New London-Spicer parents want to ban Sherman Alexie's award-winning novel

This isn't the first time parents have tried to ban Alexie's novel. It's happened in school districts from Missouri to Washington.

This isn't the first time parents have tried to ban Alexie's novel. It's happened in school districts from Missouri to Washington.

Ninety minutes northwest of the Twin Cities, just up the road from the Little Crow Country Club, sits the New London-Spicer Middle School. Included in its curriculum for eighth graders is reading Sherman Alexie's semi-autobiographical young adult novel, The Absolutely True Diary of a Part-Time Indian

The book tells the story of Arnold, a teenage boy who lives on the Spokane Indian reservation but goes to school outside the reservation to receive a better education. It includes this exchange with his peer Gordy: 

“You read a book for the story, for each of its words," Gordy said, "and you draw your cartoons for the story, for each of the words and images. And, yeah, you need to take that seriously, but you should also read and draw because really good books and cartoons give you a boner."

… "Did you just say books should give me a boner?"

"Yes, I did."

"Are you serious?"

"Yeah... don't you get excited about books?"

"I don't think that you're supposed to get THAT excited about books."

"You should get a boner! You have to get a boner!" Gordy shouted. "Come on!"

Passages like these have put the book, the recipient of the 2007 National Book Award for Young People's Literature, at the center of a debate to have it removed from New London-Spicer's required reading list.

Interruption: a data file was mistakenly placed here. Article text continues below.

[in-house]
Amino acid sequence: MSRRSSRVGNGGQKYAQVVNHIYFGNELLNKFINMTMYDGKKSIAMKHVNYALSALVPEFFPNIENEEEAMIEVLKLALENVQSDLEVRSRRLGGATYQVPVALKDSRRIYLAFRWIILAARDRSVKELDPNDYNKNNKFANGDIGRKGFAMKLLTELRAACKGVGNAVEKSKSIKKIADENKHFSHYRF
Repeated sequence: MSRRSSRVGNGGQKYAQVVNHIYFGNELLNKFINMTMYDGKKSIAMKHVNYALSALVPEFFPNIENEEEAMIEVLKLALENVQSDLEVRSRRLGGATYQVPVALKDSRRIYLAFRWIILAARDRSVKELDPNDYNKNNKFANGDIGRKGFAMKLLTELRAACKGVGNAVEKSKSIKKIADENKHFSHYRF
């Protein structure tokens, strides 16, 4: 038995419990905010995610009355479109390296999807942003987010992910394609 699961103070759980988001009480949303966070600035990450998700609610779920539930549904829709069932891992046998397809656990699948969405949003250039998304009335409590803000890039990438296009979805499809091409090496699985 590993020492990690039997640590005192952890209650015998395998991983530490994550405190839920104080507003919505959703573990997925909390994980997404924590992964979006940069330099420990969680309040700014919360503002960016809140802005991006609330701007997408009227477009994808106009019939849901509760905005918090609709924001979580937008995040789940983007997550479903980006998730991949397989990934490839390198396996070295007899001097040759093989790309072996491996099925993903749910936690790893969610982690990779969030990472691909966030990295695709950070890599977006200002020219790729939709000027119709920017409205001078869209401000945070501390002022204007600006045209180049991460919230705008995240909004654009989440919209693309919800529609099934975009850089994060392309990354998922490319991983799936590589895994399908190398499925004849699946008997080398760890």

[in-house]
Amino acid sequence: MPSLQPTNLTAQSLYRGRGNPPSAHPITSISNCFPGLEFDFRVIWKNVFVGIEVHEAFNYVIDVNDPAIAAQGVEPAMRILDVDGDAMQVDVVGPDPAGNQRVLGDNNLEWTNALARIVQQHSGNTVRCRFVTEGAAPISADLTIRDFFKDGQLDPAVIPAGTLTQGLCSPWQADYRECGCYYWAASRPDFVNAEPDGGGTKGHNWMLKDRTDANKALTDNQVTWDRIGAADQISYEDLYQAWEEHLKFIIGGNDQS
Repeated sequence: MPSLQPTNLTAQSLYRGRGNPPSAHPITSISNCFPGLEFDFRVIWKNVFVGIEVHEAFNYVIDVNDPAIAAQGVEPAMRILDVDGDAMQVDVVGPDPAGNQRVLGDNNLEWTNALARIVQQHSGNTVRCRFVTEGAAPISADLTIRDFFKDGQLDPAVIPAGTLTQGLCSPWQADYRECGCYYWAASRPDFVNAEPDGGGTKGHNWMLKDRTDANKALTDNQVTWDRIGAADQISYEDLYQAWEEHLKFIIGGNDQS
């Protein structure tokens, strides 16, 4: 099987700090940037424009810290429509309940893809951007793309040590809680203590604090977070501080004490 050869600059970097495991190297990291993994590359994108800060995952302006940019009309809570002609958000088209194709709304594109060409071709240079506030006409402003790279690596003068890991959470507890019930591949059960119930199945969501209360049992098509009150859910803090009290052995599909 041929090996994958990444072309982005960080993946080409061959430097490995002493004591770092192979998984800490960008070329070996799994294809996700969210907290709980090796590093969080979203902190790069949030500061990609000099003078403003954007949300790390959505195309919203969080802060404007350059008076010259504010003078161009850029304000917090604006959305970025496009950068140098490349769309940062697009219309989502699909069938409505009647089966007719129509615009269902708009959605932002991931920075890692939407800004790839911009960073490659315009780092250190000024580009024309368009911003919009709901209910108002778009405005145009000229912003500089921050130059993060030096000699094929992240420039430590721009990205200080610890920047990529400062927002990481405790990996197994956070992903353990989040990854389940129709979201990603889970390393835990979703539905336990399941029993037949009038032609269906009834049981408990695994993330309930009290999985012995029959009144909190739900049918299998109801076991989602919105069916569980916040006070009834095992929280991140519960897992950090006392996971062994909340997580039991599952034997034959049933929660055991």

At a public meeting earlier this week, two people submitted written statements, asking the district to remove the book from the curriculum, and possibly from all library shelves.

Carroll Sarsland argued the novel should be replaced by another that "does not contain passages that conflict with the traditional family values held by many in this community."

Jessica and Dave Conlin objected due to references to sex and because it contains "gratuitous and unnecessary" profanity.

"Parents have the right to teach their own values to their children regarding these topics and have assurance that a classroom teacher would teach those same values," Conlin said.

Messages left for Sarsland and Conlin were not returned.

This isn't the first time parents have sought to ban the book. 

In 2010, Missouri's Stockton School Board voted 7-0 to remove it from its library after a parent complained. Four years later in Meridian, Idaho, the district nixed Diary from its supplemental reading list after parents moaned about the novel. This despite students' protests to halt the ban. 

What will happen next in New London-Spicer is in the hands of the district's advisory committee, which includes parents, teachers, and administrators. According to district spokesperson Megan Field, if the committee recommends some kind of action, it would be presented to the school board at an undetermined date.